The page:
What's more, the website, which Equifax created to notify people of the breach, is highly problematic for a variety of reasons. It runs on a stock installation WordPress, a content management system that doesn't provide the enterprise-grade security required for a site that asks people to provide their last name and all but three digits of their Social Security number. The TLS certificate doesn't perform proper revocation checks. Worse still, the domain name isn't registered to Equifax, and its format looks like precisely the kind of thing a criminal operation might use to steal people's details. It's no surprise that Cisco-owned Open DNS was blocking access to the site and warning it was a suspected phishing threat.

Meanwhile, in the hours immediately following the breach disclosure, the main Equifax website was displaying debug codes, which for security reasons, is something that should never happen on any production server, especially one that is a server or two away from so much sensitive data. A mistake this serious does little to instill confidence company engineers have hardened the site against future devastating attacks.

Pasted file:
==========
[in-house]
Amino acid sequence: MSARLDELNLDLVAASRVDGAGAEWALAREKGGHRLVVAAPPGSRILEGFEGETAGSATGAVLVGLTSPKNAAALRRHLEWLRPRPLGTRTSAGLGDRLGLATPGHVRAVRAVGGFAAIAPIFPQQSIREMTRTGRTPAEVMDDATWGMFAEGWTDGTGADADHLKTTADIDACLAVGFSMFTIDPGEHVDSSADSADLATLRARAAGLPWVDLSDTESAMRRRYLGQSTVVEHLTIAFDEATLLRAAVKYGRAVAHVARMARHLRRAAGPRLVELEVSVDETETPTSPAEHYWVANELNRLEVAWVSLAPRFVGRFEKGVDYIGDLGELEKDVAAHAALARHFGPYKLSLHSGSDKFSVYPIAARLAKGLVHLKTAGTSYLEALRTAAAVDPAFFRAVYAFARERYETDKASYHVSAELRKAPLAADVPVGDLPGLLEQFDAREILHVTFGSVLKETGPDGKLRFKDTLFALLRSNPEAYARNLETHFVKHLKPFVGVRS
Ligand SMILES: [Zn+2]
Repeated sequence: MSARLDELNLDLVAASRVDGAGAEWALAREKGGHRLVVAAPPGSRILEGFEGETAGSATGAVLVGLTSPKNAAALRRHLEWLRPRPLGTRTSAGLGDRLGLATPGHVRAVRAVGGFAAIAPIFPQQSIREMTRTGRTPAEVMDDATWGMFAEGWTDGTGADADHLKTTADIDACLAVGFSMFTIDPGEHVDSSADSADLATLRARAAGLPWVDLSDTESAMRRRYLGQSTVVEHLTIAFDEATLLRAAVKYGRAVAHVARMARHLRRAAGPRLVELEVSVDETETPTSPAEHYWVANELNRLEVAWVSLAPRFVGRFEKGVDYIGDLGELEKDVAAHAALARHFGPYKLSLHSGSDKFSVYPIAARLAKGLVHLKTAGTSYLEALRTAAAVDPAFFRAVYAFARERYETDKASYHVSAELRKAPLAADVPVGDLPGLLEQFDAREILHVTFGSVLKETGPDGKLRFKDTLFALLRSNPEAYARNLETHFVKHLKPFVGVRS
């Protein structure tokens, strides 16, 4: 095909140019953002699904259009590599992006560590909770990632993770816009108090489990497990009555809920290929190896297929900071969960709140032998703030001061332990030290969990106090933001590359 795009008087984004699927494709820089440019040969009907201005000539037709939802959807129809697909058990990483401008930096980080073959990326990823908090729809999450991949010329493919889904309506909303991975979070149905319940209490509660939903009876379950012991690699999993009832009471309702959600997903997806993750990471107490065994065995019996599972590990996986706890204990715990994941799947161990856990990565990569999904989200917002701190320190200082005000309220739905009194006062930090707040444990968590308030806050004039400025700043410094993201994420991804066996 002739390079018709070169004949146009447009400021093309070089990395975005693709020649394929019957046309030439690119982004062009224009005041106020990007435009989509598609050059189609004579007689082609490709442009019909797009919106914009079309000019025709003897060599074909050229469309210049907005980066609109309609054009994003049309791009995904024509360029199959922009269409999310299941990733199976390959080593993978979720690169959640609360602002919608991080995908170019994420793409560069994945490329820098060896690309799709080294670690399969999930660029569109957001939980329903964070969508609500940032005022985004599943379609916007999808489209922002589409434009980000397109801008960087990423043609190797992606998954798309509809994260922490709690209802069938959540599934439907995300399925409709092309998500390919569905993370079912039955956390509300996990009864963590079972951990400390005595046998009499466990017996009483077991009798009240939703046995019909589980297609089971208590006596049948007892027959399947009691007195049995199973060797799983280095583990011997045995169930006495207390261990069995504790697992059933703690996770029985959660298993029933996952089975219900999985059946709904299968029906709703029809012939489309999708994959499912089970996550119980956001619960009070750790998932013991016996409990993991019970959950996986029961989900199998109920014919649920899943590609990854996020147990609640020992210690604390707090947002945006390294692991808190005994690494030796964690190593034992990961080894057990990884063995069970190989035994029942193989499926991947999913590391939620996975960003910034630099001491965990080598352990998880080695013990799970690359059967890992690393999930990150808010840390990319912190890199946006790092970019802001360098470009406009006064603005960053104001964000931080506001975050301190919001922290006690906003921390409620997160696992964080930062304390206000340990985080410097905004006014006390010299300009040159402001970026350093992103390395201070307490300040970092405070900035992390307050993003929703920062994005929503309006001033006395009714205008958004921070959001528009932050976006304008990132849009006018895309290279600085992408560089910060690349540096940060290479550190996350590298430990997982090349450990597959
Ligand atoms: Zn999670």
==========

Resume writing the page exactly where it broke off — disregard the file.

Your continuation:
It was bad enough that Equifax operated a website that criminals could exploit to leak so much sensitive data. That, combined with the sheer volume and sensitivity of the data spilled, was enough to make this among the worst data breaches ever. The haphazard response all but guarantees it.


From: Black Cat (NYTSHADE) DelphiPlus Member Icon9/8/17 12:18 PM 
To: Marci (marcinmin) DelphiPlus Member Icon  (10 of 21) 
 107702.10 in reply to 107702.5 

My credit score appears on my credit card statement each month.

BTW, anything over 750 is all treated the same, so improving it beyond that is pointless.  Unless you're obsessive about numbers like me.  :)